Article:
Justin Kollmeyer was as inaccurate as he was uncharitable in his characterization of Catholicism and the history of the Reformation and Martin Luther, in particular.
I will address some of this points as briefly as I can:
• The Catholic Church does not teach that each man “must earn for himself the favor of God or come under His wrath and severe punishment.” This is Pelagianism, a heresy from a 4th-century English monk named Pelagius. We Catholics have always taught we are saved by grace, but we also uphold the duty to do good works as part of our salvation. But, to be sure, the grace to be saved and to do good works comes as a free gift from God.
• We have never taught that God is “an angry judge.” That’s just ridiculous and makes me wonder if Rev. Kollmeyer ever cracked a book on Catholicism actually written by a Catholic??
We do believe in Purgatory, but it’s entirely incorrect to see it as a “punishment.” Rather, it is the final phase of sanctification the soul must go through to be pure enough to enter into the heavenly realm. It is not a punishment, however. It is a necessary cleansing.
• The Bible was not “only for the clergy and universities, and only translated into Latin.” I too heard this “Latin only” lie as a history major, but the fact is that there were many translations into the vernacular, including English and German.
The main reason the Bible was limited in availability was because before Gutenberg’s printing press, books in general were extremely rare, as was literacy. The Church therefore used art and regular Bible readings during church services to educate the faithful. But there was no intentional denial of scripture to the people in general.
• The pope did not create “indulgences” just to build St. Peter’s. Indulgences were and still are part of the Church’s devotional practice. The teaching is on this topic is hard to understand even for Catholics, but suffice it to say that it wasn’t just some get-rich-quick scheme concocted by Pope Leo X. Yes, the sale of them was abused by some, but that doesn’t mean the principle itself is incorrect.
• Luther’s assertion that the only authority is scripture may sound appealing, but it’s really an illusion because everyone sees scripture slightly to vastly different. Thus we have 30,000 Protestant denominations today and a divided, fragmented Christendom that has steadily lost influence in the West since Luther’s “revolt” (since it was by no means a “reform”).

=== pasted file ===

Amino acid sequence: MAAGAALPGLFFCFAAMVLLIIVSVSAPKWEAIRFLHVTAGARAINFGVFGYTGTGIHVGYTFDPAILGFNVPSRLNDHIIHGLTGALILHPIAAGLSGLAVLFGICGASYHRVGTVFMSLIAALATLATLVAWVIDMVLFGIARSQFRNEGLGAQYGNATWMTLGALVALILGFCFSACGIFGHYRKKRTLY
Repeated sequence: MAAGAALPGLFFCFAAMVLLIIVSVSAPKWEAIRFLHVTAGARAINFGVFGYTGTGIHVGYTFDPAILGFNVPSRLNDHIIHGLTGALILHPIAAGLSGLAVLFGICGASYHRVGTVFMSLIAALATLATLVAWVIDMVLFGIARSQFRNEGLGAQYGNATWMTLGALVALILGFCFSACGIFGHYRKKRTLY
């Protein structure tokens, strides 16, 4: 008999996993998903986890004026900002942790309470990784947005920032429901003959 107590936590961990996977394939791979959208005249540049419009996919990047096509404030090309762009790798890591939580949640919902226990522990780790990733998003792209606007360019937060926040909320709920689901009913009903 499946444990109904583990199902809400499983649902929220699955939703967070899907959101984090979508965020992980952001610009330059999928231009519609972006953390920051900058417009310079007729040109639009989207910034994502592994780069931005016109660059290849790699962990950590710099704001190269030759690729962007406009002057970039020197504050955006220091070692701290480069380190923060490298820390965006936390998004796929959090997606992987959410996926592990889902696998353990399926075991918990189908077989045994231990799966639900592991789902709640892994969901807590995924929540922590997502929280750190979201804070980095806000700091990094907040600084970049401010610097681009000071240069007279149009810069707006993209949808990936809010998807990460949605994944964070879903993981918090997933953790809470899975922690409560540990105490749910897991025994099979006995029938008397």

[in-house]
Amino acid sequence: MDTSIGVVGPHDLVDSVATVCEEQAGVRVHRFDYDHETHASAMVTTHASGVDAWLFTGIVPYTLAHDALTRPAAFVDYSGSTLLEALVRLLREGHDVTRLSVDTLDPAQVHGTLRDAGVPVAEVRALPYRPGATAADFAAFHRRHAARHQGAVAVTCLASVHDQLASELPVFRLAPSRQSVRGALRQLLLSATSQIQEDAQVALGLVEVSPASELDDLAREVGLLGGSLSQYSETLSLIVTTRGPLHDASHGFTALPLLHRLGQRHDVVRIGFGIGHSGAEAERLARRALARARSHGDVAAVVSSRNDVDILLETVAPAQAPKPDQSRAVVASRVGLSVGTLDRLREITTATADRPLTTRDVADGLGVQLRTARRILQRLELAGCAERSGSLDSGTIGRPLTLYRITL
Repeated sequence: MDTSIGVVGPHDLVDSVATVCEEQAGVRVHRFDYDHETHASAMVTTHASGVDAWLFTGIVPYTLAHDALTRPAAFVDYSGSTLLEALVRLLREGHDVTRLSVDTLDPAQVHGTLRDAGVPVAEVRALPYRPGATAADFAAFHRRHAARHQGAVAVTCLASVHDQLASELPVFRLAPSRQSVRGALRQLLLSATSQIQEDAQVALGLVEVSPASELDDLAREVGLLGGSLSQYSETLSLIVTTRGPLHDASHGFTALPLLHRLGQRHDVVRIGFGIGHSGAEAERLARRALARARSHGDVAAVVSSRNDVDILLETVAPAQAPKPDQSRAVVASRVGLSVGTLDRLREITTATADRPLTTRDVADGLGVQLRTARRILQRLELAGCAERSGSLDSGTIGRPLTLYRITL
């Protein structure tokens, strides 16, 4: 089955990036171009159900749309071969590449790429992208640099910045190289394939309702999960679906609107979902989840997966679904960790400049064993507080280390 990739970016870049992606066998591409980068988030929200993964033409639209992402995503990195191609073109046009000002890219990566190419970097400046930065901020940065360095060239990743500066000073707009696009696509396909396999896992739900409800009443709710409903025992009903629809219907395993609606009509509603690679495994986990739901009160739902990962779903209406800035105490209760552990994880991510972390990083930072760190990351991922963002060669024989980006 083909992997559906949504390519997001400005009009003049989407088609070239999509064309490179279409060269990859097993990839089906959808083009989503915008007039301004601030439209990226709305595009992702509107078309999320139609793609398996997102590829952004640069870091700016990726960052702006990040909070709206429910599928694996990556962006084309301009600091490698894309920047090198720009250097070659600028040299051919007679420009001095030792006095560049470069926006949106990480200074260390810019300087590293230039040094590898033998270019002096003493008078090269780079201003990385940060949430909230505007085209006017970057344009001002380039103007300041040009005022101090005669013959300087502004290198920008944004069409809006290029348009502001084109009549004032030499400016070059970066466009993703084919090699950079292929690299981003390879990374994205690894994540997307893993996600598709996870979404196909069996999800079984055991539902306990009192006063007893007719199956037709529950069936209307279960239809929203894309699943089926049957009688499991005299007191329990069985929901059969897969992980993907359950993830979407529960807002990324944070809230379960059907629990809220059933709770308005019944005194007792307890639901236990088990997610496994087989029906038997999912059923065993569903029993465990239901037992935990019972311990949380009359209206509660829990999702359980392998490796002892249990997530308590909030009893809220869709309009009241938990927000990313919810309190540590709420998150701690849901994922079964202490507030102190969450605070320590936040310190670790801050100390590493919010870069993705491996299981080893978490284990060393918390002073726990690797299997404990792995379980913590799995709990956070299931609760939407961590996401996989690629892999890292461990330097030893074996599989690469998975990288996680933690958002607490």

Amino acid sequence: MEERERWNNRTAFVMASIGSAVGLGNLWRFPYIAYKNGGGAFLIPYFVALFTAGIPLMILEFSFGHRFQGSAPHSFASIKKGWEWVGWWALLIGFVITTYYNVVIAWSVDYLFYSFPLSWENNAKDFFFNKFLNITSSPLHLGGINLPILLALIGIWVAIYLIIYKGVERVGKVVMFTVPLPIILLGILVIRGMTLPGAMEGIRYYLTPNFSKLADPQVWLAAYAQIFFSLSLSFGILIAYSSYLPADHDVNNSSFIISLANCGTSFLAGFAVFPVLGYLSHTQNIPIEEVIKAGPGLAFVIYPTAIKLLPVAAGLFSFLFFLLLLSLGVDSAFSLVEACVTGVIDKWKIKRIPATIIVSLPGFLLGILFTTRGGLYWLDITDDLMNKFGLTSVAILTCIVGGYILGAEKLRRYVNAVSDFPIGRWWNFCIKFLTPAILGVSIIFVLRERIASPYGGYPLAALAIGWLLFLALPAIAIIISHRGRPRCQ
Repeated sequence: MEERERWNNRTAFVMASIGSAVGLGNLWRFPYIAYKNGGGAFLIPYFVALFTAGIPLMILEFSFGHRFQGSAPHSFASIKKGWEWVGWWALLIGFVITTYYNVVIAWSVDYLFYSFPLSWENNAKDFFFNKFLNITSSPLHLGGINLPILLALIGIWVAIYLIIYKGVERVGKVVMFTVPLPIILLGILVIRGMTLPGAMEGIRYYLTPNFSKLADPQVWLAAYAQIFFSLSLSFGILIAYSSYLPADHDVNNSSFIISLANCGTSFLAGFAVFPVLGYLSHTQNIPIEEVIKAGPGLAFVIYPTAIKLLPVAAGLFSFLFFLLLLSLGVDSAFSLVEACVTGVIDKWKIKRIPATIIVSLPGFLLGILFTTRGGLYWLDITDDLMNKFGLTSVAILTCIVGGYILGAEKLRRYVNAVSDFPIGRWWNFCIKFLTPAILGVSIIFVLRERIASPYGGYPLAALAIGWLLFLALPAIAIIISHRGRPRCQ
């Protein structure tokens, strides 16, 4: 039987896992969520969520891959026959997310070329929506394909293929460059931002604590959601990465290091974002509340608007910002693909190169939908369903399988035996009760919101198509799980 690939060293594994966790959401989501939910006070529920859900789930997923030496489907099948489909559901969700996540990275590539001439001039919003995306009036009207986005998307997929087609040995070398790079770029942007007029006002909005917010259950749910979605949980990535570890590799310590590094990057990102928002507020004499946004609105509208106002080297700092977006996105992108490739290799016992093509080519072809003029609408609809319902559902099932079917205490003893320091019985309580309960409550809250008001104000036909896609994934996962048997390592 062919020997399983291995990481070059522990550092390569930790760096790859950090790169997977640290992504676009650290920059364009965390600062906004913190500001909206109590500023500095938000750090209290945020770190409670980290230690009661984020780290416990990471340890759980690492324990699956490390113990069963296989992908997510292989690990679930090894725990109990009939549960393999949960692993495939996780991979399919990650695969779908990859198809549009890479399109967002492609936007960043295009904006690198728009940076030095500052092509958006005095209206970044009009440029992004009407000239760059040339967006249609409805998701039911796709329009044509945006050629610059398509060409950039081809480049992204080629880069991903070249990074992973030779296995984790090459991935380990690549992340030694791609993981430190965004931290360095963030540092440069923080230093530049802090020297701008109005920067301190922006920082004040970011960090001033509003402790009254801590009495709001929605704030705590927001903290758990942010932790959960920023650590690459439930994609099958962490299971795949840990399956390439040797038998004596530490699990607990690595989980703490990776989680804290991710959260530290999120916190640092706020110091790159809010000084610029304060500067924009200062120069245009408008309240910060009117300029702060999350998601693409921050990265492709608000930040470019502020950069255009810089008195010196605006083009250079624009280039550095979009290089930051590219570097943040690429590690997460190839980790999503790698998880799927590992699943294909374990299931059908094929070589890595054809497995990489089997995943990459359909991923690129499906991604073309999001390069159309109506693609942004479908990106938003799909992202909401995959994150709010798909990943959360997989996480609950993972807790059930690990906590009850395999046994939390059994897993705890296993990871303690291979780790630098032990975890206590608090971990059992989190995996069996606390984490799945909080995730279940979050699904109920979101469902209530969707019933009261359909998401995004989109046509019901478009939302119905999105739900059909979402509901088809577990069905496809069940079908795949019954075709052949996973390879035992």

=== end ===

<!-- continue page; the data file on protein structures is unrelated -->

• Rev. Kollmeyer’s rather rosy view that Luther, and Luther alone, helped to release “the human spirit to soar to new heights for the advancement of all civilization” is perhaps his most preposterous contention, and is one that can only be claimed in a vacuum of historical ignorance.
But, it fits the Protestant and Anglo-Saxon narrative that the world was in darkness before the advent of Luther and the other Reformers, and that they, and only they, truly understood the Bible and Christianity.
This rather arrogant contention assumes that the previous 1,500 years of Christianity were completely devoid of proper theology, understanding, and practice of the faith.
But if you scratch the surface a bit, you find a massive cast of holy people, both men and women, who developed the faith, defended it from multiple destructive heresies, reformed the Church, defended the people from evil secular rulers, created some of the most beautiful art in the history of humankind, and revived Western civilization on a firm Christian foundation.
For sure there was corruption in the Church at the time of Luther. The Church is a human institution, though with a divine component to be sure, but that human element is indeed vulnerable to the corruption that all humans are. Reform at Luther’s time was for sure needed, as it is today.
But Luther wasn’t interested in “reforming” the Church. He was intent on separating from it and dismantling it. If the “church” is the body of all believers instead of just a denomination among many, we can echo Christ’s call that “we all could be one as I and my father are one.”
But that is not the situation now. We are divided and we continue to attack each other, as Rev. Kollmeyer did in these pages, at a time when we should be united to try and face an aggressive secularist and anti-Christian movement in the West.
No, Luther’s legacy is not a grand advancement of civilization. Rather, it is a collapse of Christian unity and an increase in division and mutual suspicion.
Thanks be to God, even amidst this condition there are many good Christian men and women who live the faith well in their respective sect, but one can not help wonder how great our witness would be if we were still united as one flock in the pasture of the Lord.
Peachtree City, Ga.